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Andrew Scheer is resigning as Conservative Leader

THE CANADIAN PRESS AND NEWS STAFF | posted Friday, Dec 13th, 2019

Andrew Scheer is stepping down as Conservative leader.

The decision comes less than two months after a disappointing election result and after weeks of Conservative infighting about whether he should have a future as the head of the party.

Several prominent Conservatives have called outright for his resignation, or for him to re-apply for his job in a new leadership contest. Having not won power in October, he faced a mandatory leadership review in April.

The Conservatives held the Liberals to a minority government in October but many in the party had hoped for a better result.

Scheer was emotional in his seven-minute speech to the House of Commons, calling it one of the most difficult decisions he has ever made.

“This was not a decision that I came to lightly. This was a decision I came to after many long, hard conversations with friends, family over the past two months since the election campaign.”

Scheer was elected as the Tory leader in May 2017, barely besting Maxime Bernier in the contest after numerous rounds of voting.

Bernier, who left the Conservative Party to form the People’s Party of Canada, said in a tweet there was “zero chance” that he will run again for the party leadership.

“The party is morally and intellectually corrupt,” wrote Bernier. “Scheer was a weak leader who pushed it to the centre. The next leader will do the same. I started a principled Conservative alternative. I’m sticking to it.”

Scheer called his time as leader an “opportunity and challenge of a lifetime” but it was now time to put his family first.

Prime Minister Justin Trudeau saluted Scheer’s wife and family for the sacrifices they made to have him take on the leadership role of the Conservative party.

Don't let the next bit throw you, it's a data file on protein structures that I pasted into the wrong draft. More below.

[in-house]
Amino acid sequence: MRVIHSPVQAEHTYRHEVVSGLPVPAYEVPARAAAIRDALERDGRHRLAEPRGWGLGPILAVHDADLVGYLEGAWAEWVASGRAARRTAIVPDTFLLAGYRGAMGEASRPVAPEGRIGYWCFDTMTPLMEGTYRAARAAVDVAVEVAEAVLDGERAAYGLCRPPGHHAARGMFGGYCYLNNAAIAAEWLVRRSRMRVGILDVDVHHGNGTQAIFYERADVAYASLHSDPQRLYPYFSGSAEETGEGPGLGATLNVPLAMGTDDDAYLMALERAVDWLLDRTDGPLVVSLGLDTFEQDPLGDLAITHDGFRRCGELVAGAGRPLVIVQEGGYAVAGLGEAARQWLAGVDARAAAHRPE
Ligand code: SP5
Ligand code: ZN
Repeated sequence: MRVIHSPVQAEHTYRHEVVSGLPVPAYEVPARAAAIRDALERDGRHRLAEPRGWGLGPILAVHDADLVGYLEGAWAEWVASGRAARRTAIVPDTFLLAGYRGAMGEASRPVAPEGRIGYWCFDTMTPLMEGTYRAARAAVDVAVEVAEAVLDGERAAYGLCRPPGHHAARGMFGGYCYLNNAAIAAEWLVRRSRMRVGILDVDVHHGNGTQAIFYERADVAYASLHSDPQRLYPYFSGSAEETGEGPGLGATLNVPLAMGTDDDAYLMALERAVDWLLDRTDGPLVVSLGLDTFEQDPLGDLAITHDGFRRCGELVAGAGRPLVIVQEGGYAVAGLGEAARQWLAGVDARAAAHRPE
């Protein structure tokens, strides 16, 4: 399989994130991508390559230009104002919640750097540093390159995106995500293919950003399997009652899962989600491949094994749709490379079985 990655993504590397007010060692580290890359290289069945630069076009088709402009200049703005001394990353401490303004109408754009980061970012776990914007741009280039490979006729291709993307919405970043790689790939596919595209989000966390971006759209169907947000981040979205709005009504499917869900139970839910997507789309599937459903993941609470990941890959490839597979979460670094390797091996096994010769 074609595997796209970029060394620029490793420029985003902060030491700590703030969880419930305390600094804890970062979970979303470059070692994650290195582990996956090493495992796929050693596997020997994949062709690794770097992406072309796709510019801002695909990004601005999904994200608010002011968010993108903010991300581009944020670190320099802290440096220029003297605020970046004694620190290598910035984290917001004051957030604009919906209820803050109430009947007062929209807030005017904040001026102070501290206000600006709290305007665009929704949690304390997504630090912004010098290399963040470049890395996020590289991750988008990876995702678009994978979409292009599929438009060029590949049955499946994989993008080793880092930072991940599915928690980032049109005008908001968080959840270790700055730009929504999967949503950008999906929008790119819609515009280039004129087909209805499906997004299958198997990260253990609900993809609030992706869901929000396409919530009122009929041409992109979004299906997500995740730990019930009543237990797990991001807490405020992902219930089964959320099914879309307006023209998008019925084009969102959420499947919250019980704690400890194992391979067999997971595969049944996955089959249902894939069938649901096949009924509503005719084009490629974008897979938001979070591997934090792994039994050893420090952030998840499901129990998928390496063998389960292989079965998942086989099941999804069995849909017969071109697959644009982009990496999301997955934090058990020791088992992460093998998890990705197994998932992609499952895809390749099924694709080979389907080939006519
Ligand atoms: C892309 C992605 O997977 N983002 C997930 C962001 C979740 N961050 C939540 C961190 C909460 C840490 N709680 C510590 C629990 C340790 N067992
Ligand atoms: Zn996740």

“I know from the many conversations I’ve had over the years with the honourable leader that he sees very much the way I and so many others, see our the responsibilities as parents,” said Trudeau. “That we are politicians, that we are in this house, not in spite of having kids but because we have kids and are dedicated to building a better world for them with everything we have. I respect that deeply of him and to thank him for that focus on a better future for his kids.”

New Democrat Leader Jagmeet Singh said he wanted to acknowledge the “hard work” that Scheer has put into his various roles. Before leading the Conservatives, Scheer was Speaker of the House of Commons.

“I think we speak as a united voice in acknowledging that and thank you for your service,” Singh said.

Ontario Premier Doug Ford thanked Scheer for his work as leader of the federal Conservatives.

“I wish Andrew Scheer all the best as he undertakes this new chapter in his life, and thank him for his service as the head of Her Majesty’s Loyal Opposition and leader of the Conservative party,” Ford said in a statement.

A spokeswoman for the premier said Ford is not interested in Scheer’s job, as he is focused on Ontario.

The election saw Scheer take great pains to distance himself from Ford, declining to appear with the premier during the campaign and rarely even uttering his name.

Scheer said he has asked the Conservative national council to begin a leadership contest and that he intends to stay on as leader of the party and official opposition “as our party embarks on this exciting opportunity, electing a new Conservative leader and Canada’s next Prime Minister.”

Ford government to scrap retail cannabis lottery system

BT Toronto | posted Friday, Dec 13th, 2019

Big changes are coming to the way cannabis retailers will be able to operate in Ontario.

The Ford government will open up the cannabis retail market with the Alcohol and Gaming Commission of Ontario accepting operator licence applications from prospective retailers starting on Jan. 6, 2020 on a first-come-first-served basis. Starting in April, about 20 retailers a month will be able to open for business.

The province has been choosing brick-and-mortar cannabis shops based on a lottery system which has faced criticism for not including a merit component.

“In response to the federal government’s decision to legalize cannabis, our government is determined to open the cannabis market as responsibly as possible,” said Attorney General Doug Downey in a statement. “We have said all along that opening more legal stores is the most effective way to combat the illicit market, protect our kids and keep our communities safe. That is our number one priority.”

The province says it will remove the temporary cap on the number of cannabis stores in the province and eliminate pre-qualification rules for new retailers.